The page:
Not all players are virtuoso style but, some of them made history with their own idea of solo, no matter what kind of music style they are. It's just a moment to express your emotion and not only impress ;-)
    I hope this helps. Cheers.
     
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  9. I like how you said it's just a moment to express emotion, not only to impress. Kinda puts things in perspective for me. I think I look at some of these guys with chops coming out of their pores and think to myself, "I've got to get to that level!" To be honest, I think what I really need to do is to quit thinking about getting to a level and think about better ways of making the instrument an appendage of me for communicating with the audience what's inside me. Makes total sense, Enrico! Thanks for posting!
     
  10. StyleOverShow

    StyleOverShow Still Playing After All These Years Gold Supporting Member

    May 3, 2008
    Portland
    I use arpeggios sometimes using the triads in a circle of 4ths or 5ths adding flatted 9ths and minor 3rds.

    key of G for instance: G-D-A-Em-Bm-F#dim. You can go up and back a bit and back up, work your way around the neck. When you find something interesting, play with it for a while.
     
    capnsandwich likes this.
  11. enricogaletta

    enricogaletta

    May 21, 2011
    Glad this helps you :) and I perfectly agree with your thoughts. Thinking in that way make you easily reach your own style and distinct bass voice. It's good be inspired from other players and have some favorite hero that can lead us to learn new concepts but the main idea of all of this is keep improving and reach new goals without forget what we can and want express on bass ;).
    If you need further help just let me know.
    Cheers
     
    capnsandwich likes this.
  12. Murdoc_420

    Murdoc_420

    Jan 20, 2016
    Colorado
    Well, a Gene Simmons solo is running around spitting blood and wanking on all the strings once every 25 seconds.

    Someone posted a video here recently where the bass solo was everyone else laying back while he walked forward playing the same riff, but slappy poppy instead of fingerstyle.

    Running through scales and walking around the neck some could work.

    That girl (in video) above kicks in some octave during one of her solos.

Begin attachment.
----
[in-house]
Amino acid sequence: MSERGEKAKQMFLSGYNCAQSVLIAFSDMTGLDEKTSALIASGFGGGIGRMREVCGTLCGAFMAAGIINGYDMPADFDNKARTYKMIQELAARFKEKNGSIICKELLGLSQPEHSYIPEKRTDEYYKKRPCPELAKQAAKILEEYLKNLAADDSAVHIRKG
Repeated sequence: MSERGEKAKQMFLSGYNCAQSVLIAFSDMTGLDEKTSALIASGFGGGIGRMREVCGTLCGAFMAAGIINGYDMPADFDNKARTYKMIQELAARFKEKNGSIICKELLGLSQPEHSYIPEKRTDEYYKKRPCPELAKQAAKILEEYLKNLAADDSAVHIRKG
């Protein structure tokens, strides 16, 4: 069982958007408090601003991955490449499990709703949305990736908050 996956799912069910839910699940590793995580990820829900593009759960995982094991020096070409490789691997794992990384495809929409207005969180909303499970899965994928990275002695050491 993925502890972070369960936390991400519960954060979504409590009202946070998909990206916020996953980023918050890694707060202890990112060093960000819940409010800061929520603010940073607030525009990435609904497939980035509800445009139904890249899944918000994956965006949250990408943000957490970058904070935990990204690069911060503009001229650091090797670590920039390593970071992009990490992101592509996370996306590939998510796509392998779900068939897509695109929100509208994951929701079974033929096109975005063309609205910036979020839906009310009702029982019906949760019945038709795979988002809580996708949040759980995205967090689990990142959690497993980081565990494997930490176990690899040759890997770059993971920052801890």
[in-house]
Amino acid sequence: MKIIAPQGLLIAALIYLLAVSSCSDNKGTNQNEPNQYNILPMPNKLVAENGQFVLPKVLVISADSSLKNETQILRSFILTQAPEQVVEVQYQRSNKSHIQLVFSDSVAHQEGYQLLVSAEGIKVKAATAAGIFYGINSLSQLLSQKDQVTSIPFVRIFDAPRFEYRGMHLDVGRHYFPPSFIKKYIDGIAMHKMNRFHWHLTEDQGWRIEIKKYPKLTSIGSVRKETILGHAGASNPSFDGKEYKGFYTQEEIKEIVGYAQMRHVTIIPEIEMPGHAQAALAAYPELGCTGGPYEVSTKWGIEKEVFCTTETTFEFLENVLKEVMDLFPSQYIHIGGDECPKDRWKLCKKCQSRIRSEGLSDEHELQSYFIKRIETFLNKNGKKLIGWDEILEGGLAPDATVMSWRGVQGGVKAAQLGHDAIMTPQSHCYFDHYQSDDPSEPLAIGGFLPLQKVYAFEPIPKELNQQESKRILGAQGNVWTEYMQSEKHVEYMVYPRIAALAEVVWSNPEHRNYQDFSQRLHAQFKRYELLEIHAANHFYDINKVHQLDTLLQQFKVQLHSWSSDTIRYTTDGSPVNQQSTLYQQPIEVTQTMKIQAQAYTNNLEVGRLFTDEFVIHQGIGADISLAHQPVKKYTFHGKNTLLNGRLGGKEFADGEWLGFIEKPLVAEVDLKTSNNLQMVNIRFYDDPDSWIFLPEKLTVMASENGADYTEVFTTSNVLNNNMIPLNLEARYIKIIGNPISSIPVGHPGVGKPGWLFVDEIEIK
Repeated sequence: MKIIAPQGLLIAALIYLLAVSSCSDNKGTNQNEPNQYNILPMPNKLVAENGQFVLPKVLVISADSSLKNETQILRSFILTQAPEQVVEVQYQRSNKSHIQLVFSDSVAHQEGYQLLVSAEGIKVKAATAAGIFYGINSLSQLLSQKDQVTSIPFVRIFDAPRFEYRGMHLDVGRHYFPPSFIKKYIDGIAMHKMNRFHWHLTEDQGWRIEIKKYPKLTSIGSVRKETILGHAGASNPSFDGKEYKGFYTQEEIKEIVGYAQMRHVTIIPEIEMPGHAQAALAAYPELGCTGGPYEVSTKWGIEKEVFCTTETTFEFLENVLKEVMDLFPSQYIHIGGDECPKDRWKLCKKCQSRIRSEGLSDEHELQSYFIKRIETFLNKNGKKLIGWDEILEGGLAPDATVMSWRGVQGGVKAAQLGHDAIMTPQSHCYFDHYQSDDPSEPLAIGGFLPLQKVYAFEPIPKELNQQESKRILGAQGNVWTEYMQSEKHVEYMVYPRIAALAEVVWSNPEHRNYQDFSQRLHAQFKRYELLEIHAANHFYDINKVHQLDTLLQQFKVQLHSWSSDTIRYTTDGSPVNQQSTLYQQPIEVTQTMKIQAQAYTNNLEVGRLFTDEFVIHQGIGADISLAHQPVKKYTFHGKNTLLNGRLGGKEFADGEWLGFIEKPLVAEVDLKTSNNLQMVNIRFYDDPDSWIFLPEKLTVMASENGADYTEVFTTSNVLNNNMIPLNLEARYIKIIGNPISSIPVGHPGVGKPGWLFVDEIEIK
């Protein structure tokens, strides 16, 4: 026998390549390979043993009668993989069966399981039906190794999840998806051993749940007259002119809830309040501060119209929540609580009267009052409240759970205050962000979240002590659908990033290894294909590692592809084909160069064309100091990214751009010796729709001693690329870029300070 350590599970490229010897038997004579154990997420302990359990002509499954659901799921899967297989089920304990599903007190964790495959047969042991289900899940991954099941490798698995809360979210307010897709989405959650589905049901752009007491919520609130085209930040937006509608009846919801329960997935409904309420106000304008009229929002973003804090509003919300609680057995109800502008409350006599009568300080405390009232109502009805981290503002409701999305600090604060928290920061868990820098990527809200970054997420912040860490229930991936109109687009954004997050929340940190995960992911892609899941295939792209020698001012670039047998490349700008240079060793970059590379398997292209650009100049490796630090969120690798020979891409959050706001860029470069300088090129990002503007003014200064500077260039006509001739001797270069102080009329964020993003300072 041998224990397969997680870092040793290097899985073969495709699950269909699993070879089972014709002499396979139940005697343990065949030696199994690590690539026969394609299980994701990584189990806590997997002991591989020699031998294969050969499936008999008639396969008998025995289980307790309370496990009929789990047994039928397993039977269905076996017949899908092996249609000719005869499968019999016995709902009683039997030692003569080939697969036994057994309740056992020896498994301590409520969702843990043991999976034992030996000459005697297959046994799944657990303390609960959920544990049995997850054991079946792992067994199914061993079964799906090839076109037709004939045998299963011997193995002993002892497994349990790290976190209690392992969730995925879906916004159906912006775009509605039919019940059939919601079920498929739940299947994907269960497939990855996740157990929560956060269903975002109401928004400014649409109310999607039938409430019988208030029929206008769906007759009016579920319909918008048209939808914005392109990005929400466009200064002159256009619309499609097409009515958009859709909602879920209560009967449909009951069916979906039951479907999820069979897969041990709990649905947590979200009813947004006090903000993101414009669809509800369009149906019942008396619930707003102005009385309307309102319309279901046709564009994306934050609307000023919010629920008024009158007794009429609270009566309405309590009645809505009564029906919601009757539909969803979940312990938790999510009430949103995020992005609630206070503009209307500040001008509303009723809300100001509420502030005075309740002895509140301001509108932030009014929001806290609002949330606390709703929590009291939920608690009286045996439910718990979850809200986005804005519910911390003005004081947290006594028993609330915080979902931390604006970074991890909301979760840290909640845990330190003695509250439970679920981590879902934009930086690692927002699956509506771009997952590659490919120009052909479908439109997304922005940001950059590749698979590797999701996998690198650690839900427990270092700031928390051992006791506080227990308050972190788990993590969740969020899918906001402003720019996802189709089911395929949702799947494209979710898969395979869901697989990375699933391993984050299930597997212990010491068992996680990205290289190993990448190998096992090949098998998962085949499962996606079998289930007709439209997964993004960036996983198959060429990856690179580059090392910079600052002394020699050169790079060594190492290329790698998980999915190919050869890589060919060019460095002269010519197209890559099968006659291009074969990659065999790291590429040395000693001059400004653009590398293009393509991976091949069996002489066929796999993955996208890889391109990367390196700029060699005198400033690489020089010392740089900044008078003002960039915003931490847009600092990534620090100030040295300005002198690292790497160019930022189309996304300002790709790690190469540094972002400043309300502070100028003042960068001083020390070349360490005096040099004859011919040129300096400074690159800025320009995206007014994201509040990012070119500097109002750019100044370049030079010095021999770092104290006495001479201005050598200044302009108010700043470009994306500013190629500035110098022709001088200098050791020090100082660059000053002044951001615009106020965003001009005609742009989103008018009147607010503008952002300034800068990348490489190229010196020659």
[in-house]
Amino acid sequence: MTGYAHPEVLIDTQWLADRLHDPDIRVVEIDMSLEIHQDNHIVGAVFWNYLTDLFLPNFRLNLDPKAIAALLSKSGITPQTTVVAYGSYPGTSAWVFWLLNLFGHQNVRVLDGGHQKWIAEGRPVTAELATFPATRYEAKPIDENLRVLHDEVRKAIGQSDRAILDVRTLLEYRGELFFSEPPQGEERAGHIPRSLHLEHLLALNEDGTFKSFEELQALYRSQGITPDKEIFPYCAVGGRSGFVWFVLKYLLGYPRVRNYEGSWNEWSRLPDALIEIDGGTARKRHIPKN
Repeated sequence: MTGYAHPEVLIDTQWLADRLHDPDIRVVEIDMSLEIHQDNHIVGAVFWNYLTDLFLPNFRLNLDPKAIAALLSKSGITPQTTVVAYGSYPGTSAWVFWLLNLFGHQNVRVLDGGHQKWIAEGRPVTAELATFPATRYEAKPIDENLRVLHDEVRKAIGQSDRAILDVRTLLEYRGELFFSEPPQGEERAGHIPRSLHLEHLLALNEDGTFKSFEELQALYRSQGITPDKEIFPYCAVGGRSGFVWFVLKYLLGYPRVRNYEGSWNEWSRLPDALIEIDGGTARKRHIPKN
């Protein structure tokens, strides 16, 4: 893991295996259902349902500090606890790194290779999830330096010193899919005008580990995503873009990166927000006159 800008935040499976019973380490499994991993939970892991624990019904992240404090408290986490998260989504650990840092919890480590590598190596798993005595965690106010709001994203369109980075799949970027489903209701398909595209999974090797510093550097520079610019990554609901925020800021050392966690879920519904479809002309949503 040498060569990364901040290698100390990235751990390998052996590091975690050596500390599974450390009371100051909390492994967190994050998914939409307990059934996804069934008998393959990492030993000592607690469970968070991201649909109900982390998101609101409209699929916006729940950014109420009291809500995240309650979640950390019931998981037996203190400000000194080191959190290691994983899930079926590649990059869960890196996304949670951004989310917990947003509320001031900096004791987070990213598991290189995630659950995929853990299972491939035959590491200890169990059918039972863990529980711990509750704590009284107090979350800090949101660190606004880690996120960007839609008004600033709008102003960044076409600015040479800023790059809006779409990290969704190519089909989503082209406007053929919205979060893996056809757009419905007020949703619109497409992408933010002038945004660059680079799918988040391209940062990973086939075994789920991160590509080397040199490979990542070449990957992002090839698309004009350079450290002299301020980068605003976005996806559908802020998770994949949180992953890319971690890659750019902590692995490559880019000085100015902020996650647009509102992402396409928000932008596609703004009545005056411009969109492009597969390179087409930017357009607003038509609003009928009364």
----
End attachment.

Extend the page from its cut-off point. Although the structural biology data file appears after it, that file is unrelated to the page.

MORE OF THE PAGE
Billy Sheenan runs all over like a madman.

    Les Claypool solos the entire time.

    Wooten gets all finger tappy.

    Maybe using a looper could help get some extra action in, you could loop the last couple bars before the band drops out, then kick in some effect you don't use for anything else and play over you line more creatively.
     
    capnsandwich likes this.
  13. Oldschool94

    Oldschool94

    Jan 9, 2015
    Do you know your bebop scales? I'm not asking because I think you ought to play bebop – I don't. But the point of bebop scales is the chord tones land on the downbeat, so you get the sound of the chords, but you are playing linearly or in a scalar fashion, so there's a lot of excitement generated by the unexpected tension. It also helps you sound more mature and musical than just running up and down regular scales.

    Here's an example of a bebop scale over a Cmaj chord:

    C - D - E - F - G - G# - A - B - C, and backdown C - B - A - Ab - G - F - E - D - C. Now the point of this scale is if you play it in 8th notes starting on beat one, only chord tones of Cmaj will land on downbeats. This is because the bebop scale adds one extra note to the C major scale to make sure this will happen.

    Like this: the chord tones of Cmaj are C - E - G. Going up the scale you get C on 1 and G on 3. You also get E on 2 and A on 4.

    Other bebop scales include Cmin (presuming a dorian mode): C - D - D# - E - F - G - A - Bb - C
    C7: C - D - E - F - G - A - A# - B - C

    But the point of the bebop scales is you get the sound of chords made clear because the chord tones land on the downbeats 1 and 3, while also getting the sound of scales because the line moves in 1/2 and whole steps.

    More advanced bebop players would take advantage of this principal to rhythmically displace the chords, playing the final chord tone a beat early or late to surprise the listener.

    This principal of combing sounds, chord / scale for one example, creates excitement and complexity to music. I would think about practicing this, or other combined sounds to come up with solo ideas. Bebop scales may or may not be very applicable to the music you are playing depending on how the harmony operates.

    Apologies if you already knew all this.
     
    Last edited: Feb 19, 2016
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  14. A lot of good info here! Thanks again, folks. Taking it all in and going over everything I know and seeing if what I know matches what I read. If not, then I'd better learn it. Bepop scales, I think I understand them but I never called them that. I've heard that term but never put 2 and 2 together. Now that you mentioned it, I looked it up and yes, I do that as a feel thing when I'm flowing in a solo from 1 measure to the next. I've always just called a chromatic walk up or walk down in a scale and playing "jazzy." I usually use my ear when that's necessary, never really play bepop in any of my bands but I find that type of scale can be used in several other types of music and feel just fine.
     
    Oldschool94 likes this.
  15. MrLenny1

    MrLenny1

    Jan 17, 2009
    N.H.
    Start with the melody and work off that for ideas.
     
    capnsandwich likes this.
  16. flojob

    flojob Gold Supporting Member

    Oct 15, 2011
    Hahaha hell yes!